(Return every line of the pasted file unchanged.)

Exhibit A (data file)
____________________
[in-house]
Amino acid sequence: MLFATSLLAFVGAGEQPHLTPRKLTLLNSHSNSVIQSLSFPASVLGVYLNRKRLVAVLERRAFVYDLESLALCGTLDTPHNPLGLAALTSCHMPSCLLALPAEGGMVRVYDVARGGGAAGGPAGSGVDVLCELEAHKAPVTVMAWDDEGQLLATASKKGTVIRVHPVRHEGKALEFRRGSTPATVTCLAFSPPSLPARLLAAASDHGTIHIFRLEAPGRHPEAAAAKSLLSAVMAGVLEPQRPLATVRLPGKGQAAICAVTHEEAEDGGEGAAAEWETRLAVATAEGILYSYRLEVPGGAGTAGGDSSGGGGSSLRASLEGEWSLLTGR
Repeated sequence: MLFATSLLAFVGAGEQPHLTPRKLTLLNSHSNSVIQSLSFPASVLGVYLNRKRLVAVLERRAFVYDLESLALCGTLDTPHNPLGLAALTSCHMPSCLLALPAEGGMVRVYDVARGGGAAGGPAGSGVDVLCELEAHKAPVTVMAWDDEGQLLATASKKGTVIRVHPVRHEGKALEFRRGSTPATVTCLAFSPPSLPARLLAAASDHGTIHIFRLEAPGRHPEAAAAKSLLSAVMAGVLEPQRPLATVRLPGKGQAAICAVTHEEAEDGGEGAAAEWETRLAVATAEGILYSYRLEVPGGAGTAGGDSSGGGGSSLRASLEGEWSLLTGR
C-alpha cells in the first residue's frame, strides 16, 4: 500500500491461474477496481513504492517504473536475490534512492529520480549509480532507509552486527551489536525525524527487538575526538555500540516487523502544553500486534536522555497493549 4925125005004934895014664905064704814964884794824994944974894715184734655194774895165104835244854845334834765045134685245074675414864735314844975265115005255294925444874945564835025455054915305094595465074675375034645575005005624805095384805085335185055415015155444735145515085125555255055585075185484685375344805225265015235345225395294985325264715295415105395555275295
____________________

[in-house]
Amino acid sequence: MLFATSLLAFVGAGEQPHLTPRKLTLLNSHSNSVIQSLSFPASVLGVYLNRKRLVAVLERRAFVYDLESLALCGTLDTPHNPLGLAALTSCHMPSCLLALPAEGGMVRVYDVARGGGAAGGPAGSGVDVLCELEAHKAPVTVMAWDDEGQLLATASKKGTVIRVHPVRHEGKALEFRRGSTPATVTCLAFSPPSLPARLLAAASDHGTIHIFRLEAPGRHPEAAAAKSLLSAVMAGVLEPQRPLATVRLPGKGQAAICAVTHEEAEDGGEGAAAEWETRLAVATAEGILYSYRLEVPGGAGTAGGDSSGGGGSSLRASLEGEWSLLTGR
Repeated sequence: MLFATSLLAFVGAGEQPHLTPRKLTLLNSHSNSVIQSLSFPASVLGVYLNRKRLVAVLERRAFVYDLESLALCGTLDTPHNPLGLAALTSCHMPSCLLALPAEGGMVRVYDVARGGGAAGGPAGSGVDVLCELEAHKAPVTVMAWDDEGQLLATASKKGTVIRVHPVRHEGKALEFRRGSTPATVTCLAFSPPSLPARLLAAASDHGTIHIFRLEAPGRHPEAAAAKSLLSAVMAGVLEPQRPLATVRLPGKGQAAICAVTHEEAEDGGEGAAAEWETRLAVATAEGILYSYRLEVPGGAGTAGGDSSGGGGSSLRASLEGEWSLLTGR
C-alpha cells in the first residue's frame, strides 16, 4: 500500500491461474477496481513504492517504473536475490534512492529520480549509480532507509552486527551489536525525524527487538575526538555500540516487523502544553500486534536522555497493549 4925125005004934895014664905064704814964884794824994944974894715184734655194774895165104835244854845334834765045134685245074675414864735314844975265115005255294925444874945564835025455054915305094595465074675375034645575005005624805095384805085335185055415015155444735145515085125555255055585075185484685375344805225265015235345225395294985325264715295415105395555275295